Many people feel that all that is necessary to have a very attractive smile is to just have straight white teeth. Research has shown that a great smile involves much more that just those two things. To be sure, a great smile can be helped by having the teeth be straight and white, but when people who are not dentists are asked to evaluate smiles, however, they actually are considering a good number of other thing besides straightness and whiteness—althought they likely do not realize it. When people are given a chance to evaluate other factors through well designed scientific studies, it is interesting to find that they are evaluating a number of other variables in the smile.
One thing should be understood at the onset, and that is that people have two different smiles depending on the circumstances. They display the “social smile” under some circumstances and the other smile they may display other other circumstances is the “elation smile”. The “social smile” is a voluntary smile under the person’s control when a person is just posing in a manner in which they feel their smile looks the best. The “elation smile” is when a person is truly joyous or truly excited and flashes the biggest smile on an involuntary basis
A list of some of the things that matter to people in a smile—again, they generally do not know that they are specifically evaluating them in most cases but dental research indicates that their mind is processing the following variables of the smile:
– The amount of upper gum tissue that is exposed in the smile. Most studies show that the great smile is one in which the upper lip covers the the upper front teeth by about 2 mm (the thickness of a quarter). If the lip lifts and displays more than 3mm of gum, it is considered in most cases to be a relatively unfavorable smile. Also, it should be realized, if the lip upon smiling covers the front teeth by more than 4mm it is considered less than ideal as well.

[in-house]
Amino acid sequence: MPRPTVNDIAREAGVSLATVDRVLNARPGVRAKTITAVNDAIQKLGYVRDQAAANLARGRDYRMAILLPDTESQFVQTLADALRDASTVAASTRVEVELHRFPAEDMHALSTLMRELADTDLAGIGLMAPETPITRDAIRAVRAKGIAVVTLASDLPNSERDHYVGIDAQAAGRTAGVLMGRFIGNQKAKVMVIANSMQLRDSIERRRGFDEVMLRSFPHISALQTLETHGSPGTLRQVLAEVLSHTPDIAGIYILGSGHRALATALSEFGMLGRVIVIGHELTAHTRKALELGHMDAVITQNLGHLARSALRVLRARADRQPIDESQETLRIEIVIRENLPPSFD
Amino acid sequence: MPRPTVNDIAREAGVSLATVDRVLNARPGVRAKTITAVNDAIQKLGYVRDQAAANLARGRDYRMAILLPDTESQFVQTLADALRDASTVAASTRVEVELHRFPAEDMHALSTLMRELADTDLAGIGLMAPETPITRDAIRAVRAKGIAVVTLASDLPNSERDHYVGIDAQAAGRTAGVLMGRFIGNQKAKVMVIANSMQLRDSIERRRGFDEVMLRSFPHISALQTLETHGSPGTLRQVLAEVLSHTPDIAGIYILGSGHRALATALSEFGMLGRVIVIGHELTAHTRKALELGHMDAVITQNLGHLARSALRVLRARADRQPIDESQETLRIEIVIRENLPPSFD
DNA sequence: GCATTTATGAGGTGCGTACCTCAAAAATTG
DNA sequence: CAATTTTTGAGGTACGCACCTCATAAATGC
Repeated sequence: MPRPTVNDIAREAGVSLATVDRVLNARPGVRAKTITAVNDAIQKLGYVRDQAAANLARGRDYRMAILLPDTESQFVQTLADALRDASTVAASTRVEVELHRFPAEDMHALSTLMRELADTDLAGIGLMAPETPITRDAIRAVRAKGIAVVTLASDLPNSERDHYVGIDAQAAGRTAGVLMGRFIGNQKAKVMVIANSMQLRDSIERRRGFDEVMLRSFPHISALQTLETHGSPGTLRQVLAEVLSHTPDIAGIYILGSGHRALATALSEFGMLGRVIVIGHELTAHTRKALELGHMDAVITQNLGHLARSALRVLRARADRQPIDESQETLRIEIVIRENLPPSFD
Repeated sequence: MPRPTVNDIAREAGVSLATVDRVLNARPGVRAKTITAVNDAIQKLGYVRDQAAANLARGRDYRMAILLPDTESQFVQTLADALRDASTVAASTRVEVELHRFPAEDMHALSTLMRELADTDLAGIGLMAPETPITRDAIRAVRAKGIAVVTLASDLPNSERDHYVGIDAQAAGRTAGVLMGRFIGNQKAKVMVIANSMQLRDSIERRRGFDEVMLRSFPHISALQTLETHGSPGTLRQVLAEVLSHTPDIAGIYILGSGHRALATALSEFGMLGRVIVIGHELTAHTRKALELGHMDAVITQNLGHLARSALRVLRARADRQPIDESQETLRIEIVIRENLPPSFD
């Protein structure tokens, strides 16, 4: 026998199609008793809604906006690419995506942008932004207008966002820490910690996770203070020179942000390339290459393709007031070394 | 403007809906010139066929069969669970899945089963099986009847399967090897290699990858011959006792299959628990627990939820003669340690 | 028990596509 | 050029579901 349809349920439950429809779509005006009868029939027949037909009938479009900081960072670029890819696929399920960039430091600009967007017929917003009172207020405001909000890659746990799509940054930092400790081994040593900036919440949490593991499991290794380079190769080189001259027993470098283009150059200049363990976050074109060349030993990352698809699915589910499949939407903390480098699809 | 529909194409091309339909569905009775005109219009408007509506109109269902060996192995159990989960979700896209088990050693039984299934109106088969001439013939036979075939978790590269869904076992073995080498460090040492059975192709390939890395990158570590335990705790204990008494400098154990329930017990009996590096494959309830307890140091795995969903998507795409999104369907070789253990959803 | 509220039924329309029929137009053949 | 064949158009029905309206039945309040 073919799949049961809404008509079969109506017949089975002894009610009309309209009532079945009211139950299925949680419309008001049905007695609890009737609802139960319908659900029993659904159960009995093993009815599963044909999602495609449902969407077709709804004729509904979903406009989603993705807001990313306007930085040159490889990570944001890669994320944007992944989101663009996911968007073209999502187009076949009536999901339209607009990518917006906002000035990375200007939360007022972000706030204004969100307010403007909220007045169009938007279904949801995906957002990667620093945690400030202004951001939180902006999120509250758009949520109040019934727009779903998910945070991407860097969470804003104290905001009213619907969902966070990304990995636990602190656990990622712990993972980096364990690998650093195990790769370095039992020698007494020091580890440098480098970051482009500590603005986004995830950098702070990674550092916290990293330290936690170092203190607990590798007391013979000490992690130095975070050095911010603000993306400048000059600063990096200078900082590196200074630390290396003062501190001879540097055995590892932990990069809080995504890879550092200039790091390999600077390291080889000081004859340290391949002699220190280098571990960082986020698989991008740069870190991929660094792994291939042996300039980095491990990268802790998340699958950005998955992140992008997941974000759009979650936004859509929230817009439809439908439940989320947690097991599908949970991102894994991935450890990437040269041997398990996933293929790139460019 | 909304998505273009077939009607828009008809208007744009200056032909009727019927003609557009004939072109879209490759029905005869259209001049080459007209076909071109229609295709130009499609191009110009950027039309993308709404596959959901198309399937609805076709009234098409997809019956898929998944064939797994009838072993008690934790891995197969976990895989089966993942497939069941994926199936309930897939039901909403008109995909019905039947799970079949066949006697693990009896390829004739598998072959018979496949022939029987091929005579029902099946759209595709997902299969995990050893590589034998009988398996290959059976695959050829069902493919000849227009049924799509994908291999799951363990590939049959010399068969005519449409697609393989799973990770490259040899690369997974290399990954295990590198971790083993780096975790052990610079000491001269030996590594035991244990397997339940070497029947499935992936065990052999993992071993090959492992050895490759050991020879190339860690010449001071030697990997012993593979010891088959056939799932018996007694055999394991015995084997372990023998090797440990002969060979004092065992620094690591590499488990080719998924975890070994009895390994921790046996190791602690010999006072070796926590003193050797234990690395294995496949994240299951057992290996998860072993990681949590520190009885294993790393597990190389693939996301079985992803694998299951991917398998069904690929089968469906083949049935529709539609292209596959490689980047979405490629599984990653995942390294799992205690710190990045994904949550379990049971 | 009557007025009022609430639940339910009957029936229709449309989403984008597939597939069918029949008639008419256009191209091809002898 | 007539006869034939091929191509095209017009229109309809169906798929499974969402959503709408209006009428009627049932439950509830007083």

– The smile arc is “correct”. The smile arc is relationship of the curve that is created by the lower lip in the smile and the relationship of the upper front teeth and the upper back teeth to that curve that is created by the curved lower lip in the smile. Generally, as the lower lip curves upward, the upper back teeth should pretty much follow that curve. in other words, the great smile should not display too much gum in the back of the mouth— just like the great smile should not display too much gum tissue in the front of the mouth(see above).
– The cant of the occlusal plane should be level. This means that when the smile is viewed from the front, the teeth should not be sloping downward or upward on either side, but be even straight across.
-The front teeth should be properly proportioned. That is, the width of each front tooth should be about ¾ of the height of each tooth
-The midline should be correct. This means the middle of the upper front teeth should not deviate more than 3mm to one side or the other.
-The buccal corridors should not be too big or too small. The buccal corridors is the gap between the corners of the mouth in the smile and the back teeth—they are black spaces because light cannot fill those voids when the person is smiling. They should be about 11mm (a little less than a half inch) wide on each side If they are too big the dental arch appears too narrow, and, if they are too small the dental arch appears too wide.
There are other factors that determine if a person has a great smile, but the above variables are the principal subtle controlling factors, besides the color and straightness of the teeth, that affect the favorable esthetics of the smile.